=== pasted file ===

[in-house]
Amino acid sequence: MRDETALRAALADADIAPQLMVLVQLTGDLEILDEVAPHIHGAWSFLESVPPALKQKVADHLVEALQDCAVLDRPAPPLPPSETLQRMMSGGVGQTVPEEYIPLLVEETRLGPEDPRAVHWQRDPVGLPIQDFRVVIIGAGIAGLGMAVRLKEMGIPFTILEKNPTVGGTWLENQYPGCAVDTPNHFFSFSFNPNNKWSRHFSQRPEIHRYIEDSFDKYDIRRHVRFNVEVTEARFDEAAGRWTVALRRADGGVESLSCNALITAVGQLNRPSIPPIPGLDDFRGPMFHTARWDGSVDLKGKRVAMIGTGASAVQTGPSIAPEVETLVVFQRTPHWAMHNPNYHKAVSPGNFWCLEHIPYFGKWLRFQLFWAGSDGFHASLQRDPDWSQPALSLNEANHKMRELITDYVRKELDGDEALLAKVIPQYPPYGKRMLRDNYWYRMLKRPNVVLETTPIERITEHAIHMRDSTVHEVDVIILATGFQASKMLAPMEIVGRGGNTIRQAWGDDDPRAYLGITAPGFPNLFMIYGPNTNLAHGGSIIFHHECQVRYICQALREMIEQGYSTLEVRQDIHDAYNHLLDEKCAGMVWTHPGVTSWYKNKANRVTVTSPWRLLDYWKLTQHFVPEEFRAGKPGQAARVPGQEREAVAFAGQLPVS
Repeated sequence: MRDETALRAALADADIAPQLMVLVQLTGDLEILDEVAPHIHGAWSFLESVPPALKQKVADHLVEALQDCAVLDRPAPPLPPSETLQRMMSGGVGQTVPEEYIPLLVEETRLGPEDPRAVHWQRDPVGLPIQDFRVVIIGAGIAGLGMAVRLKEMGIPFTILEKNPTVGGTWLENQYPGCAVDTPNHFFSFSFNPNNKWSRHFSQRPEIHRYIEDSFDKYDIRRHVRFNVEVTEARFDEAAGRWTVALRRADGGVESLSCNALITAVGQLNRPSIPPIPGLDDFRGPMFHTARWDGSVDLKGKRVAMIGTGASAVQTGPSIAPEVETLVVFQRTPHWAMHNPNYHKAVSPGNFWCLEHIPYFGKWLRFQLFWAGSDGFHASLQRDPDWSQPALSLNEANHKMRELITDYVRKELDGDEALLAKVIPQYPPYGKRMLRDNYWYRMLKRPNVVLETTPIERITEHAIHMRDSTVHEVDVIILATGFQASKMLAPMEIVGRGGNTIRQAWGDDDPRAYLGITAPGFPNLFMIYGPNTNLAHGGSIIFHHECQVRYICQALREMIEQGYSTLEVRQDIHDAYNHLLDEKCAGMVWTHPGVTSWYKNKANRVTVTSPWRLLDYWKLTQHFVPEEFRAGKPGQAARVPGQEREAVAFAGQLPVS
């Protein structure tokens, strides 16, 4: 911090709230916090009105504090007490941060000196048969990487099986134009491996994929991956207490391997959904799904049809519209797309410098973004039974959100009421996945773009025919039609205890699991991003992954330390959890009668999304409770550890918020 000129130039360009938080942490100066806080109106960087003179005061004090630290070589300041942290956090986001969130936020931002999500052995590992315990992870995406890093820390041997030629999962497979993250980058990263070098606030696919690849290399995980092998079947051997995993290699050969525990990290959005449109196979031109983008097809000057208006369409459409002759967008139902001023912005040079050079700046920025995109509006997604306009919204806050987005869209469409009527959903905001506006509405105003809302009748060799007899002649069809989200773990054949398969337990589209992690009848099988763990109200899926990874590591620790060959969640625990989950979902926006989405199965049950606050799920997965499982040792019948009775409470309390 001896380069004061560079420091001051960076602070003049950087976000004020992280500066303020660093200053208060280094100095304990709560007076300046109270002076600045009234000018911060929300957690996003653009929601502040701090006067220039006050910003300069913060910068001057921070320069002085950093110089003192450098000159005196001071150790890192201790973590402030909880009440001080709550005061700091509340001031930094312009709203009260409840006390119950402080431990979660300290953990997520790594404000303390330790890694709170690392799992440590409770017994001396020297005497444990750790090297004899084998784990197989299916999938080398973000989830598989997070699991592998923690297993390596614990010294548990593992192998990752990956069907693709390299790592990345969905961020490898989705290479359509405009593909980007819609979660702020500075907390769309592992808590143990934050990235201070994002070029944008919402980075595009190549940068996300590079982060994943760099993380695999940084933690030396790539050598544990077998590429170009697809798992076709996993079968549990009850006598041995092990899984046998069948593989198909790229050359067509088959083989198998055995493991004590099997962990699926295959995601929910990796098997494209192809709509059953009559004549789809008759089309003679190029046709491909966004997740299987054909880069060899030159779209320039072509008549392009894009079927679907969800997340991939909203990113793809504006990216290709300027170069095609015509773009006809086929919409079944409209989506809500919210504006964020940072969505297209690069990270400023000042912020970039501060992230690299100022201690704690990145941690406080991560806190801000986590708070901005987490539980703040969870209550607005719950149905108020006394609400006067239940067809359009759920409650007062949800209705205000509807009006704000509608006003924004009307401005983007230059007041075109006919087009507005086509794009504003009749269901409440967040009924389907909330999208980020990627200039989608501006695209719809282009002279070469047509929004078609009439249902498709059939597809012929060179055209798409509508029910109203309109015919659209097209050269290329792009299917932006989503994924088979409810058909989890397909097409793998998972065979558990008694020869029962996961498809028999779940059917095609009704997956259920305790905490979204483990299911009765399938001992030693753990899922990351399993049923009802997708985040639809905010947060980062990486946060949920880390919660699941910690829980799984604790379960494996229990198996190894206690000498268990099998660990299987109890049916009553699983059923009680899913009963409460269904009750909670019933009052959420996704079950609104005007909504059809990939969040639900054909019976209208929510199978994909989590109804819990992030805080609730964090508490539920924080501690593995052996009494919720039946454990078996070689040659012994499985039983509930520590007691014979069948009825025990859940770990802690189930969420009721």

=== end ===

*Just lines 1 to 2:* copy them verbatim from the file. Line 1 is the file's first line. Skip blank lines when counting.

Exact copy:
[in-house]
Amino acid sequence: MRDETALRAALADADIAPQLMVLVQLTGDLEILDEVAPHIHGAWSFLESVPPALKQKVADHLVEALQDCAVLDRPAPPLPPSETLQRMMSGGVGQTVPEEYIPLLVEETRLGPEDPRAVHWQRDPVGLPIQDFRVVIIGAGIAGLGMAVRLKEMGIPFTILEKNPTVGGTWLENQYPGCAVDTPNHFFSFSFNPNNKWSRHFSQRPEIHRYIEDSFDKYDIRRHVRFNVEVTEARFDEAAGRWTVALRRADGGVESLSCNALITAVGQLNRPSIPPIPGLDDFRGPMFHTARWDGSVDLKGKRVAMIGTGASAVQTGPSIAPEVETLVVFQRTPHWAMHNPNYHKAVSPGNFWCLEHIPYFGKWLRFQLFWAGSDGFHASLQRDPDWSQPALSLNEANHKMRELITDYVRKELDGDEALLAKVIPQYPPYGKRMLRDNYWYRMLKRPNVVLETTPIERITEHAIHMRDSTVHEVDVIILATGFQASKMLAPMEIVGRGGNTIRQAWGDDDPRAYLGITAPGFPNLFMIYGPNTNLAHGGSIIFHHECQVRYICQALREMIEQGYSTLEVRQDIHDAYNHLLDEKCAGMVWTHPGVTSWYKNKANRVTVTSPWRLLDYWKLTQHFVPEEFRAGKPGQAARVPGQEREAVAFAGQLPVS